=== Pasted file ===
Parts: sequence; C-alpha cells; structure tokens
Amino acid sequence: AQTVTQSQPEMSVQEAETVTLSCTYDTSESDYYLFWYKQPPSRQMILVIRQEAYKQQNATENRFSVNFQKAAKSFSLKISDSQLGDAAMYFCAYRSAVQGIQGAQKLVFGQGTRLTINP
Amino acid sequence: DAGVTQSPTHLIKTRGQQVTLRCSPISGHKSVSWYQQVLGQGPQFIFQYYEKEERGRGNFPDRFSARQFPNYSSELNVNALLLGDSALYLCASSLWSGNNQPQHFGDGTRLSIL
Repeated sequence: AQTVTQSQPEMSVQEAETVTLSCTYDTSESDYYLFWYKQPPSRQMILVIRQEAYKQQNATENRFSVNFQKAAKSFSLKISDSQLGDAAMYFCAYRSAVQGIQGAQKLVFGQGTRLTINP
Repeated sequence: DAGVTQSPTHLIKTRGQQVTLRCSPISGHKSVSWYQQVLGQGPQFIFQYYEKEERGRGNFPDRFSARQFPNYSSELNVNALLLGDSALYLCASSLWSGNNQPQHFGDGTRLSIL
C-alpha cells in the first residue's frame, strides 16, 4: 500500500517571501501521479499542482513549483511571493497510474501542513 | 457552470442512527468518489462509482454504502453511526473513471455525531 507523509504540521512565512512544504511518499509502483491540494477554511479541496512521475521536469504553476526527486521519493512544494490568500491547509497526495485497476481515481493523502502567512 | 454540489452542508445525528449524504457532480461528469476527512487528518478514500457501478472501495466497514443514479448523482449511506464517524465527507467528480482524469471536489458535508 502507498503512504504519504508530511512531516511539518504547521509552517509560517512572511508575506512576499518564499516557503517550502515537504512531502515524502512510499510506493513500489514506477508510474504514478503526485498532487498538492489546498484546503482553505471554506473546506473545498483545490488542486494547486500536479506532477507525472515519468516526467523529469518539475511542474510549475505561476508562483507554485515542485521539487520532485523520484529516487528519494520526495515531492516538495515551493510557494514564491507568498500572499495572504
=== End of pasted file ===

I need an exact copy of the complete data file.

Parts: sequence; C-alpha cells; structure tokens
Amino acid sequence: AQTVTQSQPEMSVQEAETVTLSCTYDTSESDYYLFWYKQPPSRQMILVIRQEAYKQQNATENRFSVNFQKAAKSFSLKISDSQLGDAAMYFCAYRSAVQGIQGAQKLVFGQGTRLTINP
Amino acid sequence: DAGVTQSPTHLIKTRGQQVTLRCSPISGHKSVSWYQQVLGQGPQFIFQYYEKEERGRGNFPDRFSARQFPNYSSELNVNALLLGDSALYLCASSLWSGNNQPQHFGDGTRLSIL
Repeated sequence: AQTVTQSQPEMSVQEAETVTLSCTYDTSESDYYLFWYKQPPSRQMILVIRQEAYKQQNATENRFSVNFQKAAKSFSLKISDSQLGDAAMYFCAYRSAVQGIQGAQKLVFGQGTRLTINP
Repeated sequence: DAGVTQSPTHLIKTRGQQVTLRCSPISGHKSVSWYQQVLGQGPQFIFQYYEKEERGRGNFPDRFSARQFPNYSSELNVNALLLGDSALYLCASSLWSGNNQPQHFGDGTRLSIL
C-alpha cells in the first residue's frame, strides 16, 4: 500500500517571501501521479499542482513549483511571493497510474501542513 | 457552470442512527468518489462509482454504502453511526473513471455525531 507523509504540521512565512512544504511518499509502483491540494477554511479541496512521475521536469504553476526527486521519493512544494490568500491547509497526495485497476481515481493523502502567512 | 454540489452542508445525528449524504457532480461528469476527512487528518478514500457501478472501495466497514443514479448523482449511506464517524465527507467528480482524469471536489458535508 502507498503512504504519504508530511512531516511539518504547521509552517509560517512572511508575506512576499518564499516557503517550502515537504512531502515524502512510499510506493513500489514506477508510474504514478503526485498532487498538492489546498484546503482553505471554506473546506473545498483545490488542486494547486500536479506532477507525472515519468516526467523529469518539475511542474510549475505561476508562483507554485515542485521539487520532485523520484529516487528519494520526495515531492516538495515551493510557494514564491507568498500572499495572504